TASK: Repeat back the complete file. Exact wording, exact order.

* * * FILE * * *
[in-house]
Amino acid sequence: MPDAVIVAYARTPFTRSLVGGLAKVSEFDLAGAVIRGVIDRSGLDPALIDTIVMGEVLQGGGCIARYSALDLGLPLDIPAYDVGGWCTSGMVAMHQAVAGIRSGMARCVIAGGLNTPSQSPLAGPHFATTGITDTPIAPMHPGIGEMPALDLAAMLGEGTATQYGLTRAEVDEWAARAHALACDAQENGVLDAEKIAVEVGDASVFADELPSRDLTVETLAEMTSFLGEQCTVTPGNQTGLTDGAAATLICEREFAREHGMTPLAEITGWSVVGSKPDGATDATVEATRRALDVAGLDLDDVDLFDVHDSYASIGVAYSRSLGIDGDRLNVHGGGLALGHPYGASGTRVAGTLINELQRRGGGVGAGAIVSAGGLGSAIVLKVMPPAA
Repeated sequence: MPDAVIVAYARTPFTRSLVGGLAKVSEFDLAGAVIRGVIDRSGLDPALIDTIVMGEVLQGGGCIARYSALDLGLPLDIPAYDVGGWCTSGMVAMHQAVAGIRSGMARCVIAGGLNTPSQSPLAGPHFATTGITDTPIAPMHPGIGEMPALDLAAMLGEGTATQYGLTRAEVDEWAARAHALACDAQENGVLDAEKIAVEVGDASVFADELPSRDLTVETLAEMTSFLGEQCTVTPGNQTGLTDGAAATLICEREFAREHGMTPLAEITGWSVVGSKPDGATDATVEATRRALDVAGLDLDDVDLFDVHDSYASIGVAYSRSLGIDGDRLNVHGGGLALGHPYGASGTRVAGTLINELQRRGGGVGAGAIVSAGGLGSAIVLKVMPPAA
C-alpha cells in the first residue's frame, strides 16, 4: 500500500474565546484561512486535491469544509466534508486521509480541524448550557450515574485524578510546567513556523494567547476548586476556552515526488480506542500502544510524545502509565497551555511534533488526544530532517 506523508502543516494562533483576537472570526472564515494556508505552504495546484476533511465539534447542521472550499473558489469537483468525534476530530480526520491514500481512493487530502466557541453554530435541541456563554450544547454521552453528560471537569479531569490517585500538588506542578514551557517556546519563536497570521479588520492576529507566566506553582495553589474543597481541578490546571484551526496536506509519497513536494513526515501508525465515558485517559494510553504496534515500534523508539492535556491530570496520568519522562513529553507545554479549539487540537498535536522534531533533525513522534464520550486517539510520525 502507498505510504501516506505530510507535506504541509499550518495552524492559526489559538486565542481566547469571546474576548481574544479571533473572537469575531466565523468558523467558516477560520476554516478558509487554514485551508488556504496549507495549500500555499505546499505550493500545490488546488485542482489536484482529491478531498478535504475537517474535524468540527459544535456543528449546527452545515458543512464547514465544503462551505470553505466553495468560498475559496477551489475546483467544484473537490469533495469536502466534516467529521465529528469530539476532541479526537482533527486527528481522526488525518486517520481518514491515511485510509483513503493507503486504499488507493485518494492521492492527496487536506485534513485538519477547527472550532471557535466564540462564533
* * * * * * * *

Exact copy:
[in-house]
Amino acid sequence: MPDAVIVAYARTPFTRSLVGGLAKVSEFDLAGAVIRGVIDRSGLDPALIDTIVMGEVLQGGGCIARYSALDLGLPLDIPAYDVGGWCTSGMVAMHQAVAGIRSGMARCVIAGGLNTPSQSPLAGPHFATTGITDTPIAPMHPGIGEMPALDLAAMLGEGTATQYGLTRAEVDEWAARAHALACDAQENGVLDAEKIAVEVGDASVFADELPSRDLTVETLAEMTSFLGEQCTVTPGNQTGLTDGAAATLICEREFAREHGMTPLAEITGWSVVGSKPDGATDATVEATRRALDVAGLDLDDVDLFDVHDSYASIGVAYSRSLGIDGDRLNVHGGGLALGHPYGASGTRVAGTLINELQRRGGGVGAGAIVSAGGLGSAIVLKVMPPAA
Repeated sequence: MPDAVIVAYARTPFTRSLVGGLAKVSEFDLAGAVIRGVIDRSGLDPALIDTIVMGEVLQGGGCIARYSALDLGLPLDIPAYDVGGWCTSGMVAMHQAVAGIRSGMARCVIAGGLNTPSQSPLAGPHFATTGITDTPIAPMHPGIGEMPALDLAAMLGEGTATQYGLTRAEVDEWAARAHALACDAQENGVLDAEKIAVEVGDASVFADELPSRDLTVETLAEMTSFLGEQCTVTPGNQTGLTDGAAATLICEREFAREHGMTPLAEITGWSVVGSKPDGATDATVEATRRALDVAGLDLDDVDLFDVHDSYASIGVAYSRSLGIDGDRLNVHGGGLALGHPYGASGTRVAGTLINELQRRGGGVGAGAIVSAGGLGSAIVLKVMPPAA
C-alpha cells in the first residue's frame, strides 16, 4: 500500500474565546484561512486535491469544509466534508486521509480541524448550557450515574485524578510546567513556523494567547476548586476556552515526488480506542500502544510524545502509565497551555511534533488526544530532517 506523508502543516494562533483576537472570526472564515494556508505552504495546484476533511465539534447542521472550499473558489469537483468525534476530530480526520491514500481512493487530502466557541453554530435541541456563554450544547454521552453528560471537569479531569490517585500538588506542578514551557517556546519563536497570521479588520492576529507566566506553582495553589474543597481541578490546571484551526496536506509519497513536494513526515501508525465515558485517559494510553504496534515500534523508539492535556491530570496520568519522562513529553507545554479549539487540537498535536522534531533533525513522534464520550486517539510520525 502507498505510504501516506505530510507535506504541509499550518495552524492559526489559538486565542481566547469571546474576548481574544479571533473572537469575531466565523468558523467558516477560520476554516478558509487554514485551508488556504496549507495549500500555499505546499505550493500545490488546488485542482489536484482529491478531498478535504475537517474535524468540527459544535456543528449546527452545515458543512464547514465544503462551505470553505466553495468560498475559496477551489475546483467544484473537490469533495469536502466534516467529521465529528469530539476532541479526537482533527486527528481522526488525518486517520481518514491515511485510509483513503493507503486504499488507493485518494492521492492527496487536506485534513485538519477547527472550532471557535466564540462564533